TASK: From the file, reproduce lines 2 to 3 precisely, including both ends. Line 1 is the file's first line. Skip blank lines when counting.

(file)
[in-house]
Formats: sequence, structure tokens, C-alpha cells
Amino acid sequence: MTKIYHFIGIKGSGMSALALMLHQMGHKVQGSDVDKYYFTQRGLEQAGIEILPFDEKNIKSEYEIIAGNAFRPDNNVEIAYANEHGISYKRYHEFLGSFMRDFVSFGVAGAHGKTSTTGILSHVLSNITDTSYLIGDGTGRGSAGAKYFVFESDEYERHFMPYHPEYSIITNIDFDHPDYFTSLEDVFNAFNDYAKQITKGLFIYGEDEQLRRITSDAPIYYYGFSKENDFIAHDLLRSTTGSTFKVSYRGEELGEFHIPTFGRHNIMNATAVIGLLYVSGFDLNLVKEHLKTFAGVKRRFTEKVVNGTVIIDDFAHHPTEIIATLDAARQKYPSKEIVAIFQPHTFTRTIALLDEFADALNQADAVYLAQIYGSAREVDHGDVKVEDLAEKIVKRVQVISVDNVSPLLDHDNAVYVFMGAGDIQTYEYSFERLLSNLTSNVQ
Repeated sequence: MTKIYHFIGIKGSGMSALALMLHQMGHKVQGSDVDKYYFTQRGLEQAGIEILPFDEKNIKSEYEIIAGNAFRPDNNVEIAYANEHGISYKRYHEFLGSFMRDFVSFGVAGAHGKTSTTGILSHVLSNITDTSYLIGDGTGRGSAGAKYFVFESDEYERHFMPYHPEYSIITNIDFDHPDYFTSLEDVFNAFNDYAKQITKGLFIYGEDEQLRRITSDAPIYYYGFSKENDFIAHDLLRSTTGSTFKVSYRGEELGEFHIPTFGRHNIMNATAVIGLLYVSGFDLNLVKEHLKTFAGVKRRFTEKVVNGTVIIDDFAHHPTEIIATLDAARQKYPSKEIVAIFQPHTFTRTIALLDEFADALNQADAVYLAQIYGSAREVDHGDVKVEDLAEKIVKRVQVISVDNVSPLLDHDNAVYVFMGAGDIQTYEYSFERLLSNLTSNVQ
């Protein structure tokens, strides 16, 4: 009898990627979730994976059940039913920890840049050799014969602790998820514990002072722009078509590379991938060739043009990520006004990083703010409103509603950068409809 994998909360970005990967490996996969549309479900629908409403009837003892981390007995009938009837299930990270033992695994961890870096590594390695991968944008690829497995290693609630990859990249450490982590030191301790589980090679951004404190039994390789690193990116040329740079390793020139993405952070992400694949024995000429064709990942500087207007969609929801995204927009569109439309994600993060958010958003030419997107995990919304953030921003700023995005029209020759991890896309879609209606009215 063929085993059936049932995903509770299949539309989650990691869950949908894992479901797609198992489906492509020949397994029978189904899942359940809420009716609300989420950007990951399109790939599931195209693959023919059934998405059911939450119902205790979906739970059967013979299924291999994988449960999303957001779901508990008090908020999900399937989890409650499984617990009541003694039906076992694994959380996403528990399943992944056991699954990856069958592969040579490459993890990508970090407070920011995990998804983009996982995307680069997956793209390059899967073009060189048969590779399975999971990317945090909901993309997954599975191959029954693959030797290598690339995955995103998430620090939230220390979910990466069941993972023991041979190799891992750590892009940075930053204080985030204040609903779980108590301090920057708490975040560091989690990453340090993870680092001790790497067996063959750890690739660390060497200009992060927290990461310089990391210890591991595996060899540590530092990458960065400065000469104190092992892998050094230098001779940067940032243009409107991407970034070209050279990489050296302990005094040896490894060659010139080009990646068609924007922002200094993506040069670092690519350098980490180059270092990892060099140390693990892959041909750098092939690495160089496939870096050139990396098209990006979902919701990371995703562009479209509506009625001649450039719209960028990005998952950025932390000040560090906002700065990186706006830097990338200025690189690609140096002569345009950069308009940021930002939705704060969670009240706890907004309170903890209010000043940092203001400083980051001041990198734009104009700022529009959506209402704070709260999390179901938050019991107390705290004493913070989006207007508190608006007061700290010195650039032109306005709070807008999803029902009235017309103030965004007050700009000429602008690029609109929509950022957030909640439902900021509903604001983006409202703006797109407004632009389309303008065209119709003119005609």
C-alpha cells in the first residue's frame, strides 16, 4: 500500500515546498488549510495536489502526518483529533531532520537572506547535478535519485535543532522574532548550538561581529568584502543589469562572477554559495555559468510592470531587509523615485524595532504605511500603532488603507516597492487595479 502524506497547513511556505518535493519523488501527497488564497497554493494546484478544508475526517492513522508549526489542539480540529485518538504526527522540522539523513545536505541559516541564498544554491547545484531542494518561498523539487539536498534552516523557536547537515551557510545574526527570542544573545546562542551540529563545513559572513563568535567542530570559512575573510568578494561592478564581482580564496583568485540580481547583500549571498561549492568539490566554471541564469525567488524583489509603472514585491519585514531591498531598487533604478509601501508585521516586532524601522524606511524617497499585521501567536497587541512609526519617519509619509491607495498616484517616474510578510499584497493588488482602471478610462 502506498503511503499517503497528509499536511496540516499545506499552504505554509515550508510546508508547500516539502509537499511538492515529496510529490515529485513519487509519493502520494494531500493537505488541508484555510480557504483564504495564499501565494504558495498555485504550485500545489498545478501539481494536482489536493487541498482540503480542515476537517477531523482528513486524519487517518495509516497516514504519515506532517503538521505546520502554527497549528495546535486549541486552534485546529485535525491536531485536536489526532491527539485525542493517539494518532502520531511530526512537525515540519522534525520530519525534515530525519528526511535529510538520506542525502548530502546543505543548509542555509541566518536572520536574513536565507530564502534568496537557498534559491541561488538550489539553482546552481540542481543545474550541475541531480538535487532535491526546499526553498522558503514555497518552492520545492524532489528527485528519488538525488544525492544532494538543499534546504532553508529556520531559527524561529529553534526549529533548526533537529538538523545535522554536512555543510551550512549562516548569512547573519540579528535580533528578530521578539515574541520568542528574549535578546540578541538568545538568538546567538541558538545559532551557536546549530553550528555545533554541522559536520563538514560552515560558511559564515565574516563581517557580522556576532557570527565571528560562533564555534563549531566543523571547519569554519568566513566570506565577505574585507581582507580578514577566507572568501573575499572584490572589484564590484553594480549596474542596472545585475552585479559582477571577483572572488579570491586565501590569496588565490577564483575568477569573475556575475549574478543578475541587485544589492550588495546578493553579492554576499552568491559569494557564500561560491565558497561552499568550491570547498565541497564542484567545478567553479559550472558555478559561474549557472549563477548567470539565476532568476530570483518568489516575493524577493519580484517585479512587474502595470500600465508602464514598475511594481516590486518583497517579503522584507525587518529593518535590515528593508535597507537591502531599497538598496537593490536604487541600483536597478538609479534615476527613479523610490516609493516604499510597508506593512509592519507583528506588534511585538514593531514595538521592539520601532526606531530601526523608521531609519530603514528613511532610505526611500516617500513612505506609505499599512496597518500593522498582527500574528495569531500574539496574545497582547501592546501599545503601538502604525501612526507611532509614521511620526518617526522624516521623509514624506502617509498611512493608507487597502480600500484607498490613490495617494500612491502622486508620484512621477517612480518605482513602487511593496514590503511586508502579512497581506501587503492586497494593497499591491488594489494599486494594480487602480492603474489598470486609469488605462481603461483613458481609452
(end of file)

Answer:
Formats: sequence, structure tokens, C-alpha cells
Amino acid sequence: MTKIYHFIGIKGSGMSALALMLHQMGHKVQGSDVDKYYFTQRGLEQAGIEILPFDEKNIKSEYEIIAGNAFRPDNNVEIAYANEHGISYKRYHEFLGSFMRDFVSFGVAGAHGKTSTTGILSHVLSNITDTSYLIGDGTGRGSAGAKYFVFESDEYERHFMPYHPEYSIITNIDFDHPDYFTSLEDVFNAFNDYAKQITKGLFIYGEDEQLRRITSDAPIYYYGFSKENDFIAHDLLRSTTGSTFKVSYRGEELGEFHIPTFGRHNIMNATAVIGLLYVSGFDLNLVKEHLKTFAGVKRRFTEKVVNGTVIIDDFAHHPTEIIATLDAARQKYPSKEIVAIFQPHTFTRTIALLDEFADALNQADAVYLAQIYGSAREVDHGDVKVEDLAEKIVKRVQVISVDNVSPLLDHDNAVYVFMGAGDIQTYEYSFERLLSNLTSNVQ